How long can the good times last? The longest economic expansion on record was the 1990s computer productivity driven 10-year (120 month) span. The current economic expansion, from June 2009 until now, is a 100+ month expansion driven by the Fed’s “Quantitative Easing” (over 3.5 trillion in treasuries and mortgage backed securities purchased from 2008-2014) and free money (near 0% prime interest rate for over seven years) policies. Very soon (in three months), the current expansion will overtake the 1960s expansion to take second place all time.
Some see no reason for the trend to end. Some are predicting another year of robust GDP growth, to over 3% in 2018 (vs. 2.3% in 2017). Some say that the only thing that would bring it all crashing down would be a drastic increase to the Federal Reserve prime rate of 1.5% (currently) to 4.5% or more by the end of the year. However, there are any number of challenges to the status-quo that could bring about extreme changes in the economy.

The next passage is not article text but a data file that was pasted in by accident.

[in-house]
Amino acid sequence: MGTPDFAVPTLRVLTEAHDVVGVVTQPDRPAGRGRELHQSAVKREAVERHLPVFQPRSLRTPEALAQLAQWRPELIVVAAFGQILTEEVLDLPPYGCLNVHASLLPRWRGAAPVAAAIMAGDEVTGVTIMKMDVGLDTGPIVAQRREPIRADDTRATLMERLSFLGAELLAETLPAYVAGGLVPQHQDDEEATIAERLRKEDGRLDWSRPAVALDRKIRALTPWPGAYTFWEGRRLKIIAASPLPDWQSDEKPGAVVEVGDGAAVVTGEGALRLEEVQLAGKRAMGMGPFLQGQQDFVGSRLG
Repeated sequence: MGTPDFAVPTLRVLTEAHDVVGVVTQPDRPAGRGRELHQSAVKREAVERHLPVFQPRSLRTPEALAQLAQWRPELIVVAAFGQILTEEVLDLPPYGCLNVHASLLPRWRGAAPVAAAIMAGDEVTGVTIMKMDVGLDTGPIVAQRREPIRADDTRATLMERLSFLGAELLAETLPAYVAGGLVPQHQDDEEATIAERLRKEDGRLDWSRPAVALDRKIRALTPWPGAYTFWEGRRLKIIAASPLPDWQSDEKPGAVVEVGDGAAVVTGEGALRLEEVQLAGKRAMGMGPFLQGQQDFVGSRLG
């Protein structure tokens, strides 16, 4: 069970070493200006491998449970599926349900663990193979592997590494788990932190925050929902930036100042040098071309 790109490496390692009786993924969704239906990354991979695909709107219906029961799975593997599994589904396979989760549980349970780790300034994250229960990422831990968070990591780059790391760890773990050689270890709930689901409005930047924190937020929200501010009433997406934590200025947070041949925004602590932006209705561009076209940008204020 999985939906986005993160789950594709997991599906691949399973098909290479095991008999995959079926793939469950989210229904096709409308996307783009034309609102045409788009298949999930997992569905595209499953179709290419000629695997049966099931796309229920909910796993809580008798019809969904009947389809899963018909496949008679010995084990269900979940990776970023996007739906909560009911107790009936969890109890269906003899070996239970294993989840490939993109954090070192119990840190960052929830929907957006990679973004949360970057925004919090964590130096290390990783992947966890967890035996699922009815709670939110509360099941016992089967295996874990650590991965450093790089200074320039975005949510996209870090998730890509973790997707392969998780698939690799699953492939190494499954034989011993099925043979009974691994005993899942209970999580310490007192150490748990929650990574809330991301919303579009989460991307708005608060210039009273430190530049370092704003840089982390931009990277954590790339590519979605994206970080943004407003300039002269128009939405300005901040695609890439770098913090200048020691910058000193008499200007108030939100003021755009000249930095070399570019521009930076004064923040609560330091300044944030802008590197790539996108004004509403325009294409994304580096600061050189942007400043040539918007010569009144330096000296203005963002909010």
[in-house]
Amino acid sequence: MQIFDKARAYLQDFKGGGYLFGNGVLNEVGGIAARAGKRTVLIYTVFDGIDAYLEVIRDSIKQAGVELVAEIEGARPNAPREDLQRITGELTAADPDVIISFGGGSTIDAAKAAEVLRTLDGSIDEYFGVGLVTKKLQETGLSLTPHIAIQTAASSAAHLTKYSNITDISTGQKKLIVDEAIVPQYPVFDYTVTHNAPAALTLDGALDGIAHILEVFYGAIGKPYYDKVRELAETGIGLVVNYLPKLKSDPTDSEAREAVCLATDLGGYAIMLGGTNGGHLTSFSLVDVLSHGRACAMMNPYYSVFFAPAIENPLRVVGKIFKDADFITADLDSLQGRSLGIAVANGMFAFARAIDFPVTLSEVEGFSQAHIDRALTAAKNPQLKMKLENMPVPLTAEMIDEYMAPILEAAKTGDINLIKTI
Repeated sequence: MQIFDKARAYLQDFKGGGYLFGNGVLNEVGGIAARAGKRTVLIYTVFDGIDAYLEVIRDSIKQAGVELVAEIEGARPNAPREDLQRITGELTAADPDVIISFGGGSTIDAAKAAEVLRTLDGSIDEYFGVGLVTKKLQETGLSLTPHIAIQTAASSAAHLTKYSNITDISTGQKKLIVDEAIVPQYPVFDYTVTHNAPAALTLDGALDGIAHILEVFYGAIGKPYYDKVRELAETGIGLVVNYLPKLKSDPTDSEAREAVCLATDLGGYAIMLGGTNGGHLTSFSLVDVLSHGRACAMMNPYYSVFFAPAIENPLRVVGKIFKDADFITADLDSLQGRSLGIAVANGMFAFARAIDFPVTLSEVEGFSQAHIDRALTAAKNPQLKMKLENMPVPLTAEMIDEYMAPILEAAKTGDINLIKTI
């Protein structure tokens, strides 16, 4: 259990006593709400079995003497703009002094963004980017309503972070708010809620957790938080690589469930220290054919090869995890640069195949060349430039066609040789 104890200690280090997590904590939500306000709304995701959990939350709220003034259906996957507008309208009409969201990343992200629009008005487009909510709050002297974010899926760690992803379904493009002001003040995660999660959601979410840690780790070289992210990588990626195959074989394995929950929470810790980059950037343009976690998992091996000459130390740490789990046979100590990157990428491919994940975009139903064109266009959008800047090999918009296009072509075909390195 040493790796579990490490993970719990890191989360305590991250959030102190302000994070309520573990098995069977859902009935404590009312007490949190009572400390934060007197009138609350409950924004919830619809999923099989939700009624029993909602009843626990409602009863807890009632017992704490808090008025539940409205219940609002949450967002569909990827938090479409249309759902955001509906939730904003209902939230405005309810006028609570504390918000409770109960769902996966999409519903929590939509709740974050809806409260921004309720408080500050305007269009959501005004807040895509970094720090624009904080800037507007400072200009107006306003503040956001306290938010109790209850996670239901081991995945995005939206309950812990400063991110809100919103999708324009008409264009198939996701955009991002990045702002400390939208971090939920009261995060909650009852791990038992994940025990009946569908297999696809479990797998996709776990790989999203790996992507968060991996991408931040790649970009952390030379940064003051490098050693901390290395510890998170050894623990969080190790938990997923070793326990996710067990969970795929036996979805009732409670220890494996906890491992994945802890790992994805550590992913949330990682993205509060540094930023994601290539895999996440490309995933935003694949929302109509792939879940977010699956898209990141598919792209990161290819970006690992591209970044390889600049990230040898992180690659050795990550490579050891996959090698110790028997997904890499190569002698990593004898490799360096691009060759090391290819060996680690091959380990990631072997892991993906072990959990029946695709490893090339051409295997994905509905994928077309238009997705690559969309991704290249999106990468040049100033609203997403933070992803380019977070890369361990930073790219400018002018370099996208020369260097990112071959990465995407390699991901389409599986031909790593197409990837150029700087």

I believe that the economy stands on the edge of a knife, and that any significant event or even a multitude of minor issues could cause it to fall on one side or the other. The stock market has been booming since President Trump took office, and those that bet on him being able to get his tax reform plan approved have been handsomely rewarded. The Tax Cuts and Jobs Act has cut taxes on the highest corporate profits from 35% to 21%, a 14% increase in the bottom line of those companies. As the efficient market has priced in these effects across the spectrum of companies engaged in for-profit activities, what would happen if those companies disappoint? We will find out soon, as the first quarter corporate taxes have to be filed by March 15th for most companies.